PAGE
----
Friday, January 15, 2010

Tim Geithner in Deep Denial

Geithner in this interview here said a number of things that are just incredible to my eyes. You have to read and watch it to soak in what he was saying:

1) He was not personally involved in the NY Fed's directive to AIG not to disclose relevant information so as not to upset market sentiments.
2) He was deeply offended by the fact that the Fed had to save AIG.
3) Paying 100% on the dollar by AIG for its payables was the correct thing to do
4) US government had no legal means to prevent AIG from doing so anyway.

Why do I find his remarks "offensive"? For one thing, he was saying he, as the head of NY Fed was not really responsible for what his underlings did. So, does that mean no one is accountable anymore?

Second, if AIG was going down with plenty of worthless assets, why should the taxpayers be forced to make good on all those payables? the only immediate beneficiaries were the shareholders of AIG and not the nation.

No legal means? In the real world of liquidation, it is an impossibility for the payables to be made good 100%. Why should this case be different?

I know, I know. Geithner and company thought allowing AIG to go under was a NO NO.

That's why the government had to step in first to "nationalize" AIG and then reorganize its balance sheets. In that case, no payables had to be so financed 100%. Paul Volcker among others urged the government to do so -- falling on deaf ears because Summers/Geithner who got Obama's ears were against that. Had the government done so, a lot less tax payers money would have to be spent. And many Wall Street honchos might have to lose their jobs. And these honchos had a direct line to Summers/Geithner/Paulson/Bernanke who talk to Obama.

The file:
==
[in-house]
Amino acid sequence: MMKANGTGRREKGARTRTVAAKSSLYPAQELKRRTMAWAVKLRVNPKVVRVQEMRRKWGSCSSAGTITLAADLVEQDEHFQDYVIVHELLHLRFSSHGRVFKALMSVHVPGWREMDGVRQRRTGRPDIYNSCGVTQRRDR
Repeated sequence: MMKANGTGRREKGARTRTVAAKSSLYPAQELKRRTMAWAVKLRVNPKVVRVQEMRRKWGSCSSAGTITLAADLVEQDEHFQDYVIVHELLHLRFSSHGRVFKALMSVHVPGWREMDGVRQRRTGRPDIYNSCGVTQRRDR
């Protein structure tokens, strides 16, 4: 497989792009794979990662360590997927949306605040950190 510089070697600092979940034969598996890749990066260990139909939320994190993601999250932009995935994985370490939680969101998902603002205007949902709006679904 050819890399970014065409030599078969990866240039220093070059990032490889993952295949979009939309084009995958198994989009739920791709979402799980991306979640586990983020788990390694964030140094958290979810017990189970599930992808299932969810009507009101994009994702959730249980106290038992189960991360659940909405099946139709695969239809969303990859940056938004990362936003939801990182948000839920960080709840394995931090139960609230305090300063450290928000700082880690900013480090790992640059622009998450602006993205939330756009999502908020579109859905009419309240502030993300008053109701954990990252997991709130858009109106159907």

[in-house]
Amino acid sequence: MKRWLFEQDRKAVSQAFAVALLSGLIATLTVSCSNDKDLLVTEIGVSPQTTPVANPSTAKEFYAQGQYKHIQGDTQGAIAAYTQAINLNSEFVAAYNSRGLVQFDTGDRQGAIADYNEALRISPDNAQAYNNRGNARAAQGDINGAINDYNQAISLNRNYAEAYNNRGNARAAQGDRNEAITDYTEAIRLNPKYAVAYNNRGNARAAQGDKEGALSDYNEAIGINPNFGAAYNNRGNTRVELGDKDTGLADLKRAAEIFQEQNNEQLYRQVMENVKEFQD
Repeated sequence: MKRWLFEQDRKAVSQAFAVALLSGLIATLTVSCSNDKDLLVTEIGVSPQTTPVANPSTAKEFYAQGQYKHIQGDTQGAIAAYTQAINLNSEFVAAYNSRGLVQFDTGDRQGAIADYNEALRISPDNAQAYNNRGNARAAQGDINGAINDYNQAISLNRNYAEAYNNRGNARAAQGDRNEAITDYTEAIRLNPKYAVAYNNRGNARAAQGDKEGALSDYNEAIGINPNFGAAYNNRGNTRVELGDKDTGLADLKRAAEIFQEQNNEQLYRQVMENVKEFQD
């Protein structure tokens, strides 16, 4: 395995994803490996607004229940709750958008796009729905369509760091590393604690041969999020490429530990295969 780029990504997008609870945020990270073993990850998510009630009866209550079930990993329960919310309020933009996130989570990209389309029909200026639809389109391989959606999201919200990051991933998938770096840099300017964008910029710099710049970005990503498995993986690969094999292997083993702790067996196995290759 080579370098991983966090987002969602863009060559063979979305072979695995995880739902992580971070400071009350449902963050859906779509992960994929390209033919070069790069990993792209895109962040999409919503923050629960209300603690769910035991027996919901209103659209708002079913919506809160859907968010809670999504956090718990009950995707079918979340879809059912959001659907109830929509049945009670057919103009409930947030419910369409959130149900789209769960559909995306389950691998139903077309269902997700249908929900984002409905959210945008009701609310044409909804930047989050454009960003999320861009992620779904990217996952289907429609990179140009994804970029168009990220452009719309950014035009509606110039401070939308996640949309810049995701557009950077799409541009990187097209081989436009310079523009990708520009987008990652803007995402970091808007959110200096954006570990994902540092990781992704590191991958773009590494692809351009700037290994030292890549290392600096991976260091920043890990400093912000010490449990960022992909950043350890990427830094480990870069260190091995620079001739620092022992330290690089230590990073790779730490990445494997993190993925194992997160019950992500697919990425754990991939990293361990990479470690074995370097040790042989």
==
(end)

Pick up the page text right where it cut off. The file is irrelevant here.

Oh, the interviewer didn't offer the obvious explanation. AIG had a big payable to Goldman Sachs. If Goldman Sach's receivable was not made good 100%, GS would fold. Guess who was the Treasury Secretary then writing checks to bail out AIG? Hank Paulson, former Goldman Sachs chairman.

Geithner famously dismissed the suggestion that USA should learn from the Swedish model saying "USA is not Sweden". Sweden nationalized a number of failing banks in a financial crisis in the early 90's in order to instill confidence in the market since after nationalization the financial system became "sovereign". Sweden then went on to reorganize the banks's balance sheets. AFter that the banks were re-privatized.

USA is not of course Sweden. It is more like Thailand in the Asia financial crisis when the government acted to help out its cronies in the private sector. The proper rebuttal to Geithner was this: "Yes, USA is not Sweden. It is Thailand." See my article I wrote back in April 2009 here.

1 comment:

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